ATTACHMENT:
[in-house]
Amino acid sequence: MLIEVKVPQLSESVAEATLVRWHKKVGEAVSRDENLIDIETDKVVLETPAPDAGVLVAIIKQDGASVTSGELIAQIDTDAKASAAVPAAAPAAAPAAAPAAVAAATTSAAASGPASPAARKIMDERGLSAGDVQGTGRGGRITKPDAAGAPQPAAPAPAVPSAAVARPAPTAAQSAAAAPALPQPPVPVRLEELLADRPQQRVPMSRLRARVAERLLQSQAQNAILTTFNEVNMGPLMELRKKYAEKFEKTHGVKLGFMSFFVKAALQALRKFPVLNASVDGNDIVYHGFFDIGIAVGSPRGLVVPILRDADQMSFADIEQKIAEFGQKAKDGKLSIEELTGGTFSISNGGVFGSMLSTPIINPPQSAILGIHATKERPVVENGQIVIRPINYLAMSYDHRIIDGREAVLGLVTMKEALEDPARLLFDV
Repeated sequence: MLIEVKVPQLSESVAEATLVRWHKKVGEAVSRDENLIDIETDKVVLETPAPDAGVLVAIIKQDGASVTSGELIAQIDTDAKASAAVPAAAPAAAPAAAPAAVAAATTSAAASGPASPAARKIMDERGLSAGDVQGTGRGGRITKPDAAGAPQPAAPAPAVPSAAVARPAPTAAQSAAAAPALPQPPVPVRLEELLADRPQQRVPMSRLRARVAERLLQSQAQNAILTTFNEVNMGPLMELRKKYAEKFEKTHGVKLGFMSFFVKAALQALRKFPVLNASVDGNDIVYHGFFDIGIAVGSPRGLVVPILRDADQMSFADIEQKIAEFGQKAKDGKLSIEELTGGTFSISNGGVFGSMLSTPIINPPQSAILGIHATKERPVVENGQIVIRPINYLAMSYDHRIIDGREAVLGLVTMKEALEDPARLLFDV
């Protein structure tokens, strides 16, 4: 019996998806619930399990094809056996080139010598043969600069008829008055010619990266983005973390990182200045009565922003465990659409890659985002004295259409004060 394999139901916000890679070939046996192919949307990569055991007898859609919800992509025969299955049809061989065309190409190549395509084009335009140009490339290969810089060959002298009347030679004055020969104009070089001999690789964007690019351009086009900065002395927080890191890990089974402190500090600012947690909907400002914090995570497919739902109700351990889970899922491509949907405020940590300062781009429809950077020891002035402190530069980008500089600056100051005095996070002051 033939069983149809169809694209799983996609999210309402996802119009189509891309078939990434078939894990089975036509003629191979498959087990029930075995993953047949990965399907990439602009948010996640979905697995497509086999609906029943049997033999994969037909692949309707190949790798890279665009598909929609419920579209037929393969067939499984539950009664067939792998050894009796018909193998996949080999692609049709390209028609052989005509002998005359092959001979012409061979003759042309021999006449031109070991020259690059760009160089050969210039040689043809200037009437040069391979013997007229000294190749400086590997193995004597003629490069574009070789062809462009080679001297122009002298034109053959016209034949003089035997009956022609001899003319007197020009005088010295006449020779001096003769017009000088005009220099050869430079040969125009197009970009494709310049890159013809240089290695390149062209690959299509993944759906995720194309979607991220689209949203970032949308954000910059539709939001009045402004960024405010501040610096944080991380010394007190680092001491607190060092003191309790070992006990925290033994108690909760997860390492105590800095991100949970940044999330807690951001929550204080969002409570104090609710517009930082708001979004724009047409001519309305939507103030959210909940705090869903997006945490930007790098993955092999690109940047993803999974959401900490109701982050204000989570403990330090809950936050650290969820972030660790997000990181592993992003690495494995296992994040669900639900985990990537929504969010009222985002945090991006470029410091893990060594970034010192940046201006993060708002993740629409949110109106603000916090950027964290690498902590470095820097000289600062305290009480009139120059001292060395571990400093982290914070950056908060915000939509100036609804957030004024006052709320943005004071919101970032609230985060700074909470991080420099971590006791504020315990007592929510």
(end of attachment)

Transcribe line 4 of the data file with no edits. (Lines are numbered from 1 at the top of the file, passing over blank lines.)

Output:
């Protein structure tokens, strides 16, 4: 019996998806619930399990094809056996080139010598043969600069008829008055010619990266983005973390990182200045009565922003465990659409890659985002004295259409004060 394999139901916000890679070939046996192919949307990569055991007898859609919800992509025969299955049809061989065309190409190549395509084009335009140009490339290969810089060959002298009347030679004055020969104009070089001999690789964007690019351009086009900065002395927080890191890990089974402190500090600012947690909907400002914090995570497919739902109700351990889970899922491509949907405020940590300062781009429809950077020891002035402190530069980008500089600056100051005095996070002051 033939069983149809169809694209799983996609999210309402996802119009189509891309078939990434078939894990089975036509003629191979498959087990029930075995993953047949990965399907990439602009948010996640979905697995497509086999609906029943049997033999994969037909692949309707190949790798890279665009598909929609419920579209037929393969067939499984539950009664067939792998050894009796018909193998996949080999692609049709390209028609052989005509002998005359092959001979012409061979003759042309021999006449031109070991020259690059760009160089050969210039040689043809200037009437040069391979013997007229000294190749400086590997193995004597003629490069574009070789062809462009080679001297122009002298034109053959016209034949003089035997009956022609001899003319007197020009005088010295006449020779001096003769017009000088005009220099050869430079040969125009197009970009494709310049890159013809240089290695390149062209690959299509993944759906995720194309979607991220689209949203970032949308954000910059539709939001009045402004960024405010501040610096944080991380010394007190680092001491607190060092003191309790070992006990925290033994108690909760997860390492105590800095991100949970940044999330807690951001929550204080969002409570104090609710517009930082708001979004724009047409001519309305939507103030959210909940705090869903997006945490930007790098993955092999690109940047993803999974959401900490109701982050204000989570403990330090809950936050650290969820972030660790997000990181592993992003690495494995296992994040669900639900985990990537929504969010009222985002945090991006470029410091893990060594970034010192940046201006993060708002993740629409949110109106603000916090950027964290690498902590470095820097000289600062305290009480009139120059001292060395571990400093982290914070950056908060915000939509100036609804957030004024006052709320943005004071919101970032609230985060700074909470991080420099971590006791504020315990007592929510």